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Rosenhaus: Raiders Would Have Inherited ‘Issues’ If Brown Wasn’t Made Highest-Paid WR

Here’s the least surprising news involving the entire Antonio Brown saga, which should officially come to an end tomorrow: being the highest-paid wide receiver in the NFL was very important to the former soon-to-be Pittsburgh Steelers All-Pro.

Brown’s agent, Drew Rosenhaus, spoke to Rich Eisen recently to discuss the trade that he helped iron out with his client to send him to the Oakland Raiders, a deal a part of which was to renegotiate his contract to include both a pay raise and the guaranteeing of the majority of his contract.

With Brown having three years left on his deal, he had just under $39 million in total cash left on the books for 2019-2021. According to reports, the Raiders upped that to $50.125 million, making $30 million of that guaranteed. He went from averaging $17 million per season to just under $20 million over the total life of the four-year extension.

Rosenhaus that the trade status reached a point on Friday in which the Steelers and Raiders had agreed to a level of compensation between the two parties, whereafter it was turned over to himself and his client to negotiate with Jon Gruden and Mike Mayock to alter his contract.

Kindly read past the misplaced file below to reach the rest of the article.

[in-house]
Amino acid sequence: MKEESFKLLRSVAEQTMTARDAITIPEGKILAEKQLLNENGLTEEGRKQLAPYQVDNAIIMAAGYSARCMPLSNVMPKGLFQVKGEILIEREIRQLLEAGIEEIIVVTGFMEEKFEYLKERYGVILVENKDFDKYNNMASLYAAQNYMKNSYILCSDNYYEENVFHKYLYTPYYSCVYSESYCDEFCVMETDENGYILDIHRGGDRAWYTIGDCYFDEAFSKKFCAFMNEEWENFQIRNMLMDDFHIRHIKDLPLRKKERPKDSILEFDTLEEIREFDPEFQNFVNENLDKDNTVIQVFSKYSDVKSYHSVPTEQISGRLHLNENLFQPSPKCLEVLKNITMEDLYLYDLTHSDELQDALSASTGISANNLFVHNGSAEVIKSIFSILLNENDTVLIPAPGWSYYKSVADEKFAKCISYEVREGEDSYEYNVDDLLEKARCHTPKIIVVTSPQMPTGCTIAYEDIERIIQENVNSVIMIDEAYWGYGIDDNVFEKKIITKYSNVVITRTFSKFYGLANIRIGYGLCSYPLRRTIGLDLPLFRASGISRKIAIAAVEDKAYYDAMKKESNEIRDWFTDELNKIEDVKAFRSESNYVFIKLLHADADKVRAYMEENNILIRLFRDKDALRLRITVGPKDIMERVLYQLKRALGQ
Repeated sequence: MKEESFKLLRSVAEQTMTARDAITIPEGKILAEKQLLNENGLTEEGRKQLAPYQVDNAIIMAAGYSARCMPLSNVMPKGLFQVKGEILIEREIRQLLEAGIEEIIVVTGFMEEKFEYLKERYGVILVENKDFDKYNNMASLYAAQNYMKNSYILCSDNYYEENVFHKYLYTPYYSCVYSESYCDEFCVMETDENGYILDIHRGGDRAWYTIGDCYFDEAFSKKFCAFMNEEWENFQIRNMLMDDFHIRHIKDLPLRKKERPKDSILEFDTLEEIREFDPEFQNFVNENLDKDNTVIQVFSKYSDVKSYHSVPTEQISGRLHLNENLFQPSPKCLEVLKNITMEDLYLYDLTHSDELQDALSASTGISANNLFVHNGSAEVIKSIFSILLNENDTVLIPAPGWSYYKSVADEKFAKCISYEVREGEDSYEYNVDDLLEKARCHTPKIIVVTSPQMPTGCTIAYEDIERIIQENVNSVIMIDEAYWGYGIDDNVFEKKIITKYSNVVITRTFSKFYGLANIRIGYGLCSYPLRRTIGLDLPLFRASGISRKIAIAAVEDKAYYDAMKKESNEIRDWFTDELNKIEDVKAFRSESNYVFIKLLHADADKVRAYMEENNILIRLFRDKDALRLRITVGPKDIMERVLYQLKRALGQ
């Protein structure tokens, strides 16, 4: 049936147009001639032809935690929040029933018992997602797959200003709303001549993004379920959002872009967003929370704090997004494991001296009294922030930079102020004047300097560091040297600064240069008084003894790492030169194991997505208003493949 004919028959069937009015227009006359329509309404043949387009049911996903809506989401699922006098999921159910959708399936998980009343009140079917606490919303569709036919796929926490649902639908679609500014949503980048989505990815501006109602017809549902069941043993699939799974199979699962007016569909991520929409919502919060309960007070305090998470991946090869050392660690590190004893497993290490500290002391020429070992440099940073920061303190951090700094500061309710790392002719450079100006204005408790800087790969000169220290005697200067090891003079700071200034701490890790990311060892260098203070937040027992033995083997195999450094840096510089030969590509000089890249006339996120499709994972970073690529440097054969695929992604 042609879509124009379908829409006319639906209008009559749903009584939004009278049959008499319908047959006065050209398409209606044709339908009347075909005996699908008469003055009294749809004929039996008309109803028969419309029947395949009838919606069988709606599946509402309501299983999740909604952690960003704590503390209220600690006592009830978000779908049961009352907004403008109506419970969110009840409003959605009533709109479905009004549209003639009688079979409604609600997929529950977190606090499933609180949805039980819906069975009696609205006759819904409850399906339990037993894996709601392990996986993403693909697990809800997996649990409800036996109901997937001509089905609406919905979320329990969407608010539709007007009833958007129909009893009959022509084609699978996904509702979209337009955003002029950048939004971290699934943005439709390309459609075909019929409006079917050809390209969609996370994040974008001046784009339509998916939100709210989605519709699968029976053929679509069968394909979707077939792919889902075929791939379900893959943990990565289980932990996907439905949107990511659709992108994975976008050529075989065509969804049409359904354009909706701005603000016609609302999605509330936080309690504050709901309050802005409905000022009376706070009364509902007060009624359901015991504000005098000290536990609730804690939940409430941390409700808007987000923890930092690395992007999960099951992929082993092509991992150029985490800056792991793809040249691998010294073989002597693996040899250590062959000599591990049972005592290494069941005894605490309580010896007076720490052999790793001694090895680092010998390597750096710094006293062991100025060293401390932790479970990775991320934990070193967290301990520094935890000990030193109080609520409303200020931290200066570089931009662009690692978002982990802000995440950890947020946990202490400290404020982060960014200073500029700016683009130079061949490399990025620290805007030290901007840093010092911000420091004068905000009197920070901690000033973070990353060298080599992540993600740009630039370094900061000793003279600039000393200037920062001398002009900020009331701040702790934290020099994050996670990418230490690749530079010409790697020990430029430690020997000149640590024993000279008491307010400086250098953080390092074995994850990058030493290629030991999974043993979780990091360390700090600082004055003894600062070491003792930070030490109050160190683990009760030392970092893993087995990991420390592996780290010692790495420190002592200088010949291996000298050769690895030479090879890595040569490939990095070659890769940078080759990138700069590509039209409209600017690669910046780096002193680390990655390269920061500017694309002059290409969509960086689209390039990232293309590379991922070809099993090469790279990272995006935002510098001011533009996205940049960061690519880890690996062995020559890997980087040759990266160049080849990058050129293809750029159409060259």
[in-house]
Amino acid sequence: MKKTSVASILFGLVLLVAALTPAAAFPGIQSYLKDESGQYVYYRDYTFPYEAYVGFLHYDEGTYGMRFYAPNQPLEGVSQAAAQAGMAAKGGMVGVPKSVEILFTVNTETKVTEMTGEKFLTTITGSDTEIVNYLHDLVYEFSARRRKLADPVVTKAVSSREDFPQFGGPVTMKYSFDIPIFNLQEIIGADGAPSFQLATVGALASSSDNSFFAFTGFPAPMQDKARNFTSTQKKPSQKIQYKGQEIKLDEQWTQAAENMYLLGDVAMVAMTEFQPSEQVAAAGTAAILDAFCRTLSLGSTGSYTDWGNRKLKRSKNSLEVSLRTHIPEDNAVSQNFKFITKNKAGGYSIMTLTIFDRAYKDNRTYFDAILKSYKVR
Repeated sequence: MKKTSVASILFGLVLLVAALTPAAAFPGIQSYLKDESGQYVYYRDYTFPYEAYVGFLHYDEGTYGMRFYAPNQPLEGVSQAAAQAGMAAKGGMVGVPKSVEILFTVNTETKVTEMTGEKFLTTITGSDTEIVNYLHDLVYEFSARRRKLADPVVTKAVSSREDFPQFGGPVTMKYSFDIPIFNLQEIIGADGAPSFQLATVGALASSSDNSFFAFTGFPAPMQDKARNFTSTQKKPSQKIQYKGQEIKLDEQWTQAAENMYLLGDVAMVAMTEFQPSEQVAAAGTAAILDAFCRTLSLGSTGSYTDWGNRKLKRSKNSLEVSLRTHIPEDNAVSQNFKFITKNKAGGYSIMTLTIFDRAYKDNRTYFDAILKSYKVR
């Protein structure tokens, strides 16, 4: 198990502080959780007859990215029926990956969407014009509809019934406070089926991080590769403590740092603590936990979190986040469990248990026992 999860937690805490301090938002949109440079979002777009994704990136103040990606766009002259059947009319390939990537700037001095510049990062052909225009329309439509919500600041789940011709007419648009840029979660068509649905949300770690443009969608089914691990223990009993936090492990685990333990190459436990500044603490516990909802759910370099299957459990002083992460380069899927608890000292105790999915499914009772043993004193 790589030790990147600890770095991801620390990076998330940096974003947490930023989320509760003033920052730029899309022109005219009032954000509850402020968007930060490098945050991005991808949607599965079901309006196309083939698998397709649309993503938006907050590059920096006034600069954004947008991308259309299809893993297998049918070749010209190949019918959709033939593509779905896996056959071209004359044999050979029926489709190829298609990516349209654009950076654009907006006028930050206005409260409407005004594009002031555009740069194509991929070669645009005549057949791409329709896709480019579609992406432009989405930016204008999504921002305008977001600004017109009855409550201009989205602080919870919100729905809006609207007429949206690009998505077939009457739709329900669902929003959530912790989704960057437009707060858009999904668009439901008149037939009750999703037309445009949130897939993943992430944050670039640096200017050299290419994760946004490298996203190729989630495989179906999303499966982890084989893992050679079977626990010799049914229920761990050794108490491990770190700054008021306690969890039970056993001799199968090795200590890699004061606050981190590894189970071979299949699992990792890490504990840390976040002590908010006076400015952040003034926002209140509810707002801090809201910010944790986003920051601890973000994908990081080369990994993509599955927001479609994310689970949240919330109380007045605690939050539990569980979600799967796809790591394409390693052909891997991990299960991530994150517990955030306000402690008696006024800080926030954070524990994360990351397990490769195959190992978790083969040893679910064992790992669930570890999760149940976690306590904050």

“They knew, like every other team in the league, that we sought a revised contract”, Rosenhaus told Eisen. “We wanted to make sure that Antonio, for the rest of his contract, would be the highest paid receiver in the league and that that was something that needed to be addressed”.

While he acknowledged later in the interview that the previous extension he already signed a couple of years ago had made him the highest-paid wide receiver at the time, he also said that his client had continued to outplay his contract. And also implied that if he were not paid accordingly, problems would persist.

He wanted to make sure Brown retained his status in the salary hierarchy, “otherwise they would inherit some of the issues that we had with some of the other teams”, the agent said. “So that’s when negotiations began and Mike Mayock did a heck of a job. He was really a good negotiator and after a lot of discussion and back and forth, we’re able to agree on a number very early on Sunday morning”.

Basically, he admits that salary was one of the critical elements of Brown’s desire to leave Pittsburgh, and perhaps even the driving force. And if he were not able to receive a pay raise, then issues would persist. Everyone thought Brown demanded to be fed footballs; turns out, he just wants the largest shovel for all the money.

Frankly, when Rosenhaus speaks about the Raiders and Derek Carr, his remarks come across as dispassionate, paying lip service to the idea that his client actually has to play football rather than merely receive money. While I don’t believe that Brown has lost his passion for the game (my previous remark notwithstanding), he hasn’t made it easy to retain that belief.

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